|1.||Analysis of 16S rRNA Amplicon Sequencing Options on the Roche/454 Next-Generation Titanium Sequencing Platform.|
|Tamaki H, Wright CL, Li X, Lin Q, Hwang C, Wang S, Thimmapuram J, Kamagata Y, Liu WT.|
|PLoS One. 2011;6(9):e25263. Epub 2011 Sep 23.|
|PMID: 21966473 [PubMed - in process]|
16S rRNA gene pyrosequencing approach has revolutionized studies in microbial ecology. While primer selection and short read length can affect the resulting microbial community profile, little is known about the influence of pyrosequencing methods on the sequencing throughput and the outcome of microbial community analyses. The aim of this study is to compare differences in output, ease, and cost among three different amplicon pyrosequencing methods for the Roche/454 Titanium platform
The following three pyrosequencing methods for 16S rRNA genes were selected in this study: Method-1 (standard method) is the recommended method for bi-directional sequencing using the LIB-A kit; Method-2 is a new option designed in this study for unidirectional sequencing with the LIB-A kit; and Method-3 uses the LIB-L kit for unidirectional sequencing. In our comparison among these three methods using 10 different environmental samples, Method-2 and Method-3 produced 1.5-1.6 times more useable reads than the standard method (Method-1), after quality-based trimming, and did not compromise the outcome of microbial community analyses. Specifically, Method-3 is the most cost-effective unidirectional amplicon sequencing method as it provided the most reads and required the least effort in consumables management.
Our findings clearly demonstrated that alternative pyrosequencing methods for 16S rRNA genes could drastically affect sequencing output (e.g. number of reads before and after trimming) but have little effect on the outcomes of microbial community analysis. This finding is important for both researchers and sequencing facilities utilizing 16S rRNA gene pyrosequencing for microbial ecological studies.
|2.||Insight into the heterogeneity of breast cancer through next-generation sequencing.|
|Russnes HG, Navin N, Hicks J, Borresen-Dale AL.|
|J Clin Invest. 2011 Oct 3;121(10):3810-8. doi: 10.1172/JCI57088. Epub 2011 Oct 3.|
|PMID: 21965338 [PubMed - in process]|
Rapid and sophisticated improvements in molecular analysis have allowed us to sequence whole human genomes as well as cancer genomes, and the findings suggest that we may be approaching the ability to individualize the diagnosis and treatment of cancer. This paradigmatic shift in approach will require clinicians and researchers to overcome several challenges including the huge spectrum of tumor types within a given cancer, as well as the cell-to-cell variations observed within tumors. This review discusses how next-generation sequencing of breast cancer genomes already reveals insight into tumor heterogeneity and how it can contribute to future breast cancer classification and management.
|3.||Using next generation sequencing to identify yellow fever virus in Uganda.|
|McMullan LK, Frace M, Sammons SA, Shoemaker T, Balinandi S, Wamala JF, Lutwama JJ, Downing RG, Stroeher U, Macneil A, Nichol ST.|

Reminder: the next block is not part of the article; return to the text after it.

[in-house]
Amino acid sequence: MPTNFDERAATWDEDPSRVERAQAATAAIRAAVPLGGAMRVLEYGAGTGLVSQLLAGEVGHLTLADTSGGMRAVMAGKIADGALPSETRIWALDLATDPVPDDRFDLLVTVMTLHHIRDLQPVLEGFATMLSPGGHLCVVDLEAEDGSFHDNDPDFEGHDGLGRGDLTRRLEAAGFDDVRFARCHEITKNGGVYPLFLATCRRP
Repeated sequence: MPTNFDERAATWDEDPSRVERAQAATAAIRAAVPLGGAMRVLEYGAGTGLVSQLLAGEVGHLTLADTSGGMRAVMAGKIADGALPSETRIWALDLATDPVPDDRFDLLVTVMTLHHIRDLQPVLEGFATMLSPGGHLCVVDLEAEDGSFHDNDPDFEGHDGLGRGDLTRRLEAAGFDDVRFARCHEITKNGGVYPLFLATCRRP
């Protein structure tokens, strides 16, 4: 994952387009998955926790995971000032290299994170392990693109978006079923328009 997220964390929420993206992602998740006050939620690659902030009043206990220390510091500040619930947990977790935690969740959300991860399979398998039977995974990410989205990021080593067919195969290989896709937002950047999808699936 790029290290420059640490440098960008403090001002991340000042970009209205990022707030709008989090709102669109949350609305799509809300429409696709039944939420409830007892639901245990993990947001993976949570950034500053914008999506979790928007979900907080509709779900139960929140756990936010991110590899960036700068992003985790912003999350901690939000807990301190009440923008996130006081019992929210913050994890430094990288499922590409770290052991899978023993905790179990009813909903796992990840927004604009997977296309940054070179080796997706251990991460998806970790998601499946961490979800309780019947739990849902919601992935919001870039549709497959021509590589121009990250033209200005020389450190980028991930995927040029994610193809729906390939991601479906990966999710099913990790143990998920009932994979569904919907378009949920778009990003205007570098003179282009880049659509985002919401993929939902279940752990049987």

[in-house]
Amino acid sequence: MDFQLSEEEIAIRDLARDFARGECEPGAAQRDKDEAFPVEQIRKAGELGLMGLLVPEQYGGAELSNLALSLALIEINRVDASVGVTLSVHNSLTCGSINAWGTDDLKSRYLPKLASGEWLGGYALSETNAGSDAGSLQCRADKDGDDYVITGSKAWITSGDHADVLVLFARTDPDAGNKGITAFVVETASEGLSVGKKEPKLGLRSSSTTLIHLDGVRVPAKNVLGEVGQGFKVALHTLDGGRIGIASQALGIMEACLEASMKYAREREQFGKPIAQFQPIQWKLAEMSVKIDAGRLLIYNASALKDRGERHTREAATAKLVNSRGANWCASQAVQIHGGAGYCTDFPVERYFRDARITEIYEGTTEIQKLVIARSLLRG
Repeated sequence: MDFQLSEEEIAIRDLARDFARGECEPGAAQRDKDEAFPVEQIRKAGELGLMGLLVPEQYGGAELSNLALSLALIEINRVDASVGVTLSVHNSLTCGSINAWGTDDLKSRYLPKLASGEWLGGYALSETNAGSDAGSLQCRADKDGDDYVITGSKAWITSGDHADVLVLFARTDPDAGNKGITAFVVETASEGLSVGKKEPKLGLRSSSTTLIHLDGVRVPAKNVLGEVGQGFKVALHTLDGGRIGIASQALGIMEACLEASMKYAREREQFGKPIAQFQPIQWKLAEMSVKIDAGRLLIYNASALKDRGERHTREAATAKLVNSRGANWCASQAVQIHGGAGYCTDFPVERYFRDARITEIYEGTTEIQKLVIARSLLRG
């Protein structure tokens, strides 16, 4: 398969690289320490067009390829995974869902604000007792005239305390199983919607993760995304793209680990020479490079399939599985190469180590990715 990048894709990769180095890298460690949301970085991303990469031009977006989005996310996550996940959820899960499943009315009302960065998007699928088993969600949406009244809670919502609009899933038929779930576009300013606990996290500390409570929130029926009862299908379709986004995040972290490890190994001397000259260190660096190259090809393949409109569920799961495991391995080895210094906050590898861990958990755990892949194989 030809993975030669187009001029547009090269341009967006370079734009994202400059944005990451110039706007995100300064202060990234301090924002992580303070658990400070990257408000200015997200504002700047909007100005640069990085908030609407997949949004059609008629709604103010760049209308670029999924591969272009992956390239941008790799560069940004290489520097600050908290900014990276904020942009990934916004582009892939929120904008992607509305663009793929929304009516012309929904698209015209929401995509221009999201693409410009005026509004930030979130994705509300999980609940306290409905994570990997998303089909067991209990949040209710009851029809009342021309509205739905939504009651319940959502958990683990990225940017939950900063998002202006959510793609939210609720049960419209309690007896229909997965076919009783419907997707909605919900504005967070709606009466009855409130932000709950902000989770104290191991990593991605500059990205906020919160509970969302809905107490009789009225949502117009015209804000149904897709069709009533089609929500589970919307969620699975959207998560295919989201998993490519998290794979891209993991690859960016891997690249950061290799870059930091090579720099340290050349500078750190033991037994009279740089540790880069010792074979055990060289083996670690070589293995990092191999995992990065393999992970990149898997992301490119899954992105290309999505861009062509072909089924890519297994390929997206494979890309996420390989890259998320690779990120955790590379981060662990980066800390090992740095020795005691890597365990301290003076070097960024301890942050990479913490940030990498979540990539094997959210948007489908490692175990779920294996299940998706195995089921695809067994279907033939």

|Virology. 2011 Sep 30. [Epub ahead of print]|
In October and November 2010, hospitals in northern Uganda reported patients with suspected hemorrhagic fevers. Initial tests for Ebola viruses, Marburg virus, Rift Valley fever virus, and Crimean Congo hemorrhagic fever virus were negative. Unbiased PCR amplification of total RNA extracted directly from patient sera and next generation sequencing resulted in detection of yellow fever virus and generation of 98% of the virus genome sequence. This finding demonstrated the utility of next generation sequencing and a metagenomic approach to identify an etiological agent and direct the response to a disease outbreak.
Copyright © 2011. Published by Elsevier Inc.
|PMID: 21962764 [PubMed - as supplied by publisher]|
|4.||A blueprint for advancing genetics-based cancer therapy.|
|Cell. 2011 Sep 30;147(1):26-31.|
|PMID: 21962504 [PubMed - in process]|
|5.||Unraveling the Chinese hamster ovary cell line transcriptome by next-generation sequencing.|
|Becker J, Hackl M, Rupp O, Jakobi T, Schneider J, Szczepanowski R, Bekel T, Borth N, Goesmann A, Grillari J, Kaltschmidt C, Noll T, Pühler A, Tauch A, Brinkrolf K.|
|J Biotechnol. 2011 Sep 17. [Epub ahead of print]|
|PMID: 21945585 [PubMed - as supplied by publisher]|
The pyrosequencing technology from 454 Life Sciences and a novel assembly approach for cDNA sequences with the Newbler Assembler were used to achieve a major step forward to unravel the transcriptome of Chinese hamster ovary (CHO) cells. Normalized cDNA libraries originating from several cell lines and diverse culture conditions were sequenced and the resulting 1.84 million reads were assembled into 32,801 contiguous sequences, 29,184 isotigs, and 24,576 isogroups. A taxonomic classification of the isotigs showed that more than 70% of the assembled data is most similar to the transcriptome of Mus musculus, with most of the remaining isotigs being homologous to DNA sequences from Rattus norvegicus. Mapping of the CHO cell line contigs to the mouse transcriptome demonstrated that 9124 mouse transcripts, representing 6701 genes, are covered by more than 95% of their sequence length. Metabolic pathways of the central carbohydrate metabolism and biosynthesis routes of sugars used for protein N-glycosylation were reconstructed from the transcriptome data. All relevant genes representing major steps in the N-glycosylation pathway of CHO cells were detected. The present manuscript represents a data set of assembled and annotated genes for CHO cells that can now be used for a detailed analysis of the molecular functioning of CHO cell lines.